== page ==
The tax collectors?

By this time a lot of men and women of doubtful reputation were hanging around Jesus, listening intently (Lk. 15: 1 The Messaage).
Now the tax collectorss and sinners were all gathering around to hear Jesus (NIV).

A little verse that we all know but Gayle showed this one to me yesterday and we saw it in a different light.

I think this lockdown is proving to be so inconvenient. We are going through a ‘reset’, as is always the case whenever one hears a ‘word’ we normally apply it to everyone else and every other situation, but as per every word it has to come back home. The reset has to be personal. To be reset is to be set again – back to some original purposes and get focused in there – that aspect is biting deep right now; and it can be a re-boot of the hard drive. OR BOTH. I am currently very agitated indeed so reading this verse did nothing to ‘unagitate’ me.

Those of doubtful reputation – thank God (in theory) for that includes me. But wait, the offence of the Gospel is not who the Gospel excludes but who it includes. The sinners, and for this we must not think evangelically for that is not the category that Luke was working with. ‘Sinners’ were the marginalised of society, those deemed not to be making a contribution (although defined religiously and outworked socially). OK I am still OK with that, but…

The tax collectors‘. Quick I must get the white paint (tippex) back out as I can’t be having that. Those who worked for the Imperial oppressors (and htat is not some hyped up assessment), so are wrongly aligned, and in the process line their own pockets through charging what they can.

That group really got under my skin. I mentioned in a previous post about (one of?) the riches people in the world who can squeeze everyone else out of business and has amassed another $5.5bn in wealth already this year, and done so through selling off shares just as the virus began to hit. In a reset this has really got under my skin (Gayle successfully pointed out that his name has come out of my mouth so many times over the past two days that I had to finally admit it had got right under my skin…). But surely rightly so? We are in a reset and there is no reboot there in sight. That really annoyed me. And what annoys me more, because I feel somewhat powerless, is that this happens when we are to be holding space for something new – so on our watch.

That last part leaves me very conflicted, and annoyed. But the verse. The marginalised and the ‘who?’… those who are aligned to the oppressing Imperial structures and if they continue in that vein their pockets will be further lined at many peoples’ expense.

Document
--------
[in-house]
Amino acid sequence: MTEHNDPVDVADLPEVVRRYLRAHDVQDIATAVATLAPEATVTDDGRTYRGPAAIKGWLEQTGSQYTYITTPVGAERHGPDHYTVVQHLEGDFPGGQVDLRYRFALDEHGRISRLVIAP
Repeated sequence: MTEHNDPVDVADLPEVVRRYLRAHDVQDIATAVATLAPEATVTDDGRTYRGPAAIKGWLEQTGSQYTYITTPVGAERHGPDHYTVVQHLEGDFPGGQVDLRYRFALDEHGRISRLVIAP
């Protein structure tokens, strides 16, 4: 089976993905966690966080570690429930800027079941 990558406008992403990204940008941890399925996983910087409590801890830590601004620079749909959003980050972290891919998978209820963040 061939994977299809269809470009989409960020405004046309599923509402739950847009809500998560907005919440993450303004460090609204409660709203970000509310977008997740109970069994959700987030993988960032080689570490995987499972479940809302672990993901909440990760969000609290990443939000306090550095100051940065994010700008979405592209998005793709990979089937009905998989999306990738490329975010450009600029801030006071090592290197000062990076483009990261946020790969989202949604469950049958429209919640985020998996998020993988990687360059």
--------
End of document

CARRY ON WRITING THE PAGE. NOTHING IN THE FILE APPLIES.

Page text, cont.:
But here in this verse they also are coming to listen to Jesus. Maybe my antagonism has silenced the voice of Jesus for these people. Ah well the reset seems to need to go deeper.

I have a little bit of work to do as a result of that verse. (Maybe a lot of work to do in the light of that little verse (!) as it also ties to some of the original purpose (re-set) of arriving in Spain relating to something God spoke so loudly to me. I remember to this day where I was, what direction I was facing and even what was in my pocket at that moment.) Seems we all have a say as to how much of a re-set will come through this current time. At times like this I would rather just complain, but hopefully there is too much at stake for me to fall back to that.

A re-set coming?

I made the mistake this morning of reading an aspect of what is taking place in the midst of this crisis. Tough when you have to look facts in the eye.

I read how the world’s richest person is some $5.5bn richer today than he was at the beginning of the year. We all know his company as being the supplier of books and all good things, while many of his employees will tell stories of their appalling work conditions. He also made a nice ‘generous’ donation into the current crisis. Money is only money but the Scriptures are so strong on their critique of the accumulation of the ‘m’ word.

The Sabbath re-set was in-built to the way of life. Weekly, 7-yearly and 50th year Sabbaths, although not always implemented were set in place to help facilitate a healthy society. Translating that from an ancient agrarian economy to our Western society would indeed be very challenging and shocking. A 50 year jubilee would probably come out as a 2 year cycle. Scripture is ‘stupidly’ radical.